A Forest of Crimson Gleam

Images and montages,

Somewhere, the ‘I’ is lost in a star that still rages,

Glimmers here,

A touch of crimson there.

There she is, the blasted red. 

There he is, sitting tall on a wrecked bed. 

Was there once a a child?

Lost as she was in a forest of dread.

She went in search of adventures,

Blaming it all on her dear grandmother.

There she is, the blasted red. 

There he is, sitting tall on a wrecked bed. 

Mama once said,

Or was it just another voice in my head?

It is hard to tell,

The masks I wear always spin a different tale.

There she is, the blasted red. 

There he is, sitting tall on a wrecked bed. 

So there I go,

Stifled and sore,

I walk in a forest of crimson gleam,

Burdened with a thousand splendid dreams.

There she is, the blasted red 

There he is, sitting tall on a wrecked bed. 

I search for family,

I search for home,

I find a little hut,

And you see, you see, I am stifled and sore.

There she is, the blasted red. 

There he is, sitting tall on a wrecked bed. 

And there she is, my sweet grandmother,

The lame old dame,

The one who forever forgets my name,

Oh, what a shame, what a shame!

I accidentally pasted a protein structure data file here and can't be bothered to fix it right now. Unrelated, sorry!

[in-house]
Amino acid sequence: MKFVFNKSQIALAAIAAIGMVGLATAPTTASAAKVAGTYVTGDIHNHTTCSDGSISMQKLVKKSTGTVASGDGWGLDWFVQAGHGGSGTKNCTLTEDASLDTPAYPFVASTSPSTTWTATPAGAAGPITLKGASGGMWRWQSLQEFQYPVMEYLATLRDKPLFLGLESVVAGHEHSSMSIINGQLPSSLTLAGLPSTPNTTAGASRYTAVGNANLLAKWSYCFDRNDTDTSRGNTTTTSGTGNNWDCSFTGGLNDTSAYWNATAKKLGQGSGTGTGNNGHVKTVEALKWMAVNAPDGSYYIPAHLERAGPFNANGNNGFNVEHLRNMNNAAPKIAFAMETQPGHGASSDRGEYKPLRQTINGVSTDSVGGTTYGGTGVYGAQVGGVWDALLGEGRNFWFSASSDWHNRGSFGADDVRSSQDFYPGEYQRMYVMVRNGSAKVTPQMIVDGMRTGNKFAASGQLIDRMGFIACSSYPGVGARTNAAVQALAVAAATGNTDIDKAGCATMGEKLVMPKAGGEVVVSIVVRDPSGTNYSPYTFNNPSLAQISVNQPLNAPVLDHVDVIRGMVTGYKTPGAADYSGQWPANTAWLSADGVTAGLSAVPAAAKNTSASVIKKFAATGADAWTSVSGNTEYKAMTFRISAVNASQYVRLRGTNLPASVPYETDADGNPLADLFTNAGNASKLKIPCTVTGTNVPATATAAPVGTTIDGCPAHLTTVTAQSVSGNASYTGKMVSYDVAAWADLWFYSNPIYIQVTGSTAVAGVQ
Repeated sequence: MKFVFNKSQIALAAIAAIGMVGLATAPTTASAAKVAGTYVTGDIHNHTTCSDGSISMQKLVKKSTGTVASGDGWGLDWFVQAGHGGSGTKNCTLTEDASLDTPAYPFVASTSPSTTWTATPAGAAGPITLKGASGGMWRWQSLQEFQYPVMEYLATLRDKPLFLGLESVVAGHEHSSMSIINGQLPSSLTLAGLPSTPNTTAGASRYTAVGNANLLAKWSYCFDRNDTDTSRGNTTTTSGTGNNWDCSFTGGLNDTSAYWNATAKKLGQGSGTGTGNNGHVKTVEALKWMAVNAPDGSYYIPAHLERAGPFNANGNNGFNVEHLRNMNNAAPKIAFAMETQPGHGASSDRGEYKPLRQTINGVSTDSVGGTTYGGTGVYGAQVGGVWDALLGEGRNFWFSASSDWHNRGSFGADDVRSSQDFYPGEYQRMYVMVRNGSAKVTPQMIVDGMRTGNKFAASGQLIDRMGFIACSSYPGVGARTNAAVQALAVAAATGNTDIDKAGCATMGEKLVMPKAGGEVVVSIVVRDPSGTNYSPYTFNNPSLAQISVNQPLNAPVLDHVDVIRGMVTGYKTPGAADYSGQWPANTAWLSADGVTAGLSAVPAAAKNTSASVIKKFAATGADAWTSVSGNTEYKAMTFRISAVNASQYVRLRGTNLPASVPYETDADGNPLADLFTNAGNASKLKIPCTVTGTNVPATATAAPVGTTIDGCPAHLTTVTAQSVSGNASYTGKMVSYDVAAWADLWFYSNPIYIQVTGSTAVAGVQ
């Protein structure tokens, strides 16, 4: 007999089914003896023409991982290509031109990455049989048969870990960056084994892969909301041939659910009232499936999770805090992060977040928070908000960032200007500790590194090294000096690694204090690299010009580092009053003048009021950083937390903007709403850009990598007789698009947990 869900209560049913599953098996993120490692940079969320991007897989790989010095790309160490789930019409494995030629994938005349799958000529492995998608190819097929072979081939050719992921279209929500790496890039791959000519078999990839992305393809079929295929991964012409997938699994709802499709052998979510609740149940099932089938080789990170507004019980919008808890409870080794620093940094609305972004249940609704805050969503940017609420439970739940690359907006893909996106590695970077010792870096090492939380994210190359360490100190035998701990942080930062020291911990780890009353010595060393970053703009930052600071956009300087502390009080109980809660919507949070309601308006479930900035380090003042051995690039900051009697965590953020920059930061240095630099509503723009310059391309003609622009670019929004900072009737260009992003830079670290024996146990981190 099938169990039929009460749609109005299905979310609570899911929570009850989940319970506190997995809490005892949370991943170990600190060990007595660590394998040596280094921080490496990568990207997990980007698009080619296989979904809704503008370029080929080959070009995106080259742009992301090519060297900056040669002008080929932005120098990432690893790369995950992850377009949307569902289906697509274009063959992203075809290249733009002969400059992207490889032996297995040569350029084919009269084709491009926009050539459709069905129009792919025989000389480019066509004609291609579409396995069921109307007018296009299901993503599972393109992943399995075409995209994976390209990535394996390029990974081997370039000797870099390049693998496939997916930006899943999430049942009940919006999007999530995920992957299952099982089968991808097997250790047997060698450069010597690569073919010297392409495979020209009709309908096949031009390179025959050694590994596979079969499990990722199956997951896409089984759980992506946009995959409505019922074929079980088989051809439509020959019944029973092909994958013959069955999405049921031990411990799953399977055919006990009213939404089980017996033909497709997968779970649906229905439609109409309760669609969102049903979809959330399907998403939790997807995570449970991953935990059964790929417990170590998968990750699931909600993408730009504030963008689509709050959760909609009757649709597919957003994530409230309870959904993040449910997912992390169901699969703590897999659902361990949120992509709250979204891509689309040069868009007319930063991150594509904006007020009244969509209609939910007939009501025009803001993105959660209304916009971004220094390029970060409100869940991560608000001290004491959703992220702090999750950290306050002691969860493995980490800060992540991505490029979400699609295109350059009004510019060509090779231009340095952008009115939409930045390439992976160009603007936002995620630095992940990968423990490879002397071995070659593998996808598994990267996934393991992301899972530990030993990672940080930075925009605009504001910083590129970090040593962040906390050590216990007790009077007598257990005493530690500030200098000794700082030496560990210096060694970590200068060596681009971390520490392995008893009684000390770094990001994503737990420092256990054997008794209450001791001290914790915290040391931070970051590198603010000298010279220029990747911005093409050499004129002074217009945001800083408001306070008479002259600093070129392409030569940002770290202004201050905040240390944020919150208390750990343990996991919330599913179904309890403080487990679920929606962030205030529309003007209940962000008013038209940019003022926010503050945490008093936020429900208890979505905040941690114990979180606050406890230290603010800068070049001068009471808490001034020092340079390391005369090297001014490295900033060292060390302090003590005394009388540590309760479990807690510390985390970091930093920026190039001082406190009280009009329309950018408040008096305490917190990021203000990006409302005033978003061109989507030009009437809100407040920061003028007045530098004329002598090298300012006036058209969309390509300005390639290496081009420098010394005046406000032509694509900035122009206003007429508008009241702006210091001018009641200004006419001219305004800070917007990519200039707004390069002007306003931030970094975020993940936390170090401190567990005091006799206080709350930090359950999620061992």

There she is, the blasted red. 

There he is, sitting tall on a wrecked bed. 

So I walk up to that beloved old hag,

But her teeth are sharp tonight,

And her beady black eyes glow with hunger when she catches my sight.

So I walk up to that beloved old hag,

And her skin is warm and covered in wet fur,

Her familiar frail batty skin now marred with scars.

There she is, the blasted red. 

There he is, sitting tall on a wrecked bed. 

And with her gravel voice that rises from her frothing mouth,

She beckons me, the hag with a wolfish snout.

So I sit by her bedside, those frail hands suddenly too big to fit in my palm,

And for a moment, I lose my little voice in alarm.

There she is, the blasted red. 

There he is, sitting tall on a wrecked bed. 

There he lingers, with his claws and his misty breath,

As he whispers to me, “Come closer, Little Red.”

And the darkness looms after,

There is pain, a few broken screams and the cackle of vicious laughter.

There she is, the blasted red. 

There he is, sitting tall on a wrecked bed. 

And when dawn breaks once again,

In a forest of crimson gleam,

There stands a being,

With blood in its hands,

And the taste of flesh in its mouth,

As it rubs off the last drop of red from its dainty supple skin.

There she is, the blasted red. 

There he is, sitting tall on a wrecked bed. 

And so you believed as Mama always said,

That once there were the Big Bad Wolf and Little Red,

And one night in a forest of crimson gleam,

The Wolf had feasted upon the corpses of her thousand dreams.

But did she ever tell you,

The story that only I knew,

Of an audacious little girl, so very blithe,

Of an audacious little girl, with a monster underneath,

Who feasted on a beloved old hag until she was nothing but blood and bones in a pile of heath?

So sleep now, little one,

Dream of wolves and little girls in coats of bleeding red,

For deep inside a forest of crimson gleam,

There still sits Red on a wrecked bed, still tearing into the sinews of a thousand lost dreams.